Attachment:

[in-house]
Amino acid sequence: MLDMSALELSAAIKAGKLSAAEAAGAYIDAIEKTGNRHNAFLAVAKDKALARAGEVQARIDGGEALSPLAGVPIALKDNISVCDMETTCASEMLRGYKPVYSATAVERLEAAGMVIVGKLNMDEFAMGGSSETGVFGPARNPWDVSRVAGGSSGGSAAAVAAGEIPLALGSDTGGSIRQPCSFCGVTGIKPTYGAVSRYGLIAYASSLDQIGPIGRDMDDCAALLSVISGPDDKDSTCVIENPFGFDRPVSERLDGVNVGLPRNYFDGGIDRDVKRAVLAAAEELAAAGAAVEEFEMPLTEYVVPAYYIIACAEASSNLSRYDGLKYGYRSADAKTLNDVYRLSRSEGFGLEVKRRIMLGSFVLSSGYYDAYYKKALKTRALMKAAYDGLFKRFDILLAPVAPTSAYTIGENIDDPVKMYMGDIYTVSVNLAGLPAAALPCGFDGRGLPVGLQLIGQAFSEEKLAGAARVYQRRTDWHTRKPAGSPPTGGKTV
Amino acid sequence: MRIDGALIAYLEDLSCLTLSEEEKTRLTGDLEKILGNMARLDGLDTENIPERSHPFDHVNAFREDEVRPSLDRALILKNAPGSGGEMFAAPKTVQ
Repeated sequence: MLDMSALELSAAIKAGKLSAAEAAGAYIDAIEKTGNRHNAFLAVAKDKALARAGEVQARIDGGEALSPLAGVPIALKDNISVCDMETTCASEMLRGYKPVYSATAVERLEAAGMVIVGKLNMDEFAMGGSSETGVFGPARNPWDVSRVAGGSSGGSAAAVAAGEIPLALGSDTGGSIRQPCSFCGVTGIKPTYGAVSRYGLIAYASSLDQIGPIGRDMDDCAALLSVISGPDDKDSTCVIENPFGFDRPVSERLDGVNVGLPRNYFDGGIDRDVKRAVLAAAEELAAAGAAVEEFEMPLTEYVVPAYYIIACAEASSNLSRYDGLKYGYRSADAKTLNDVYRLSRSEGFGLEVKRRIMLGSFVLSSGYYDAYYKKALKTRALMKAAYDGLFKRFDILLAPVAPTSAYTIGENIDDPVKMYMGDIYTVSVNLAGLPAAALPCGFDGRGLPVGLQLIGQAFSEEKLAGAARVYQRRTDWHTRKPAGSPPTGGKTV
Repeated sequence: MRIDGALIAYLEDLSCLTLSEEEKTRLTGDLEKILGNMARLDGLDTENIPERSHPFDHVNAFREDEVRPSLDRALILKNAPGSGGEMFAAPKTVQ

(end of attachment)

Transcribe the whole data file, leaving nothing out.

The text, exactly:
[in-house]
Amino acid sequence: MLDMSALELSAAIKAGKLSAAEAAGAYIDAIEKTGNRHNAFLAVAKDKALARAGEVQARIDGGEALSPLAGVPIALKDNISVCDMETTCASEMLRGYKPVYSATAVERLEAAGMVIVGKLNMDEFAMGGSSETGVFGPARNPWDVSRVAGGSSGGSAAAVAAGEIPLALGSDTGGSIRQPCSFCGVTGIKPTYGAVSRYGLIAYASSLDQIGPIGRDMDDCAALLSVISGPDDKDSTCVIENPFGFDRPVSERLDGVNVGLPRNYFDGGIDRDVKRAVLAAAEELAAAGAAVEEFEMPLTEYVVPAYYIIACAEASSNLSRYDGLKYGYRSADAKTLNDVYRLSRSEGFGLEVKRRIMLGSFVLSSGYYDAYYKKALKTRALMKAAYDGLFKRFDILLAPVAPTSAYTIGENIDDPVKMYMGDIYTVSVNLAGLPAAALPCGFDGRGLPVGLQLIGQAFSEEKLAGAARVYQRRTDWHTRKPAGSPPTGGKTV
Amino acid sequence: MRIDGALIAYLEDLSCLTLSEEEKTRLTGDLEKILGNMARLDGLDTENIPERSHPFDHVNAFREDEVRPSLDRALILKNAPGSGGEMFAAPKTVQ
Repeated sequence: MLDMSALELSAAIKAGKLSAAEAAGAYIDAIEKTGNRHNAFLAVAKDKALARAGEVQARIDGGEALSPLAGVPIALKDNISVCDMETTCASEMLRGYKPVYSATAVERLEAAGMVIVGKLNMDEFAMGGSSETGVFGPARNPWDVSRVAGGSSGGSAAAVAAGEIPLALGSDTGGSIRQPCSFCGVTGIKPTYGAVSRYGLIAYASSLDQIGPIGRDMDDCAALLSVISGPDDKDSTCVIENPFGFDRPVSERLDGVNVGLPRNYFDGGIDRDVKRAVLAAAEELAAAGAAVEEFEMPLTEYVVPAYYIIACAEASSNLSRYDGLKYGYRSADAKTLNDVYRLSRSEGFGLEVKRRIMLGSFVLSSGYYDAYYKKALKTRALMKAAYDGLFKRFDILLAPVAPTSAYTIGENIDDPVKMYMGDIYTVSVNLAGLPAAALPCGFDGRGLPVGLQLIGQAFSEEKLAGAARVYQRRTDWHTRKPAGSPPTGGKTV
Repeated sequence: MRIDGALIAYLEDLSCLTLSEEEKTRLTGDLEKILGNMARLDGLDTENIPERSHPFDHVNAFREDEVRPSLDRALILKNAPGSGGEMFAAPKTVQ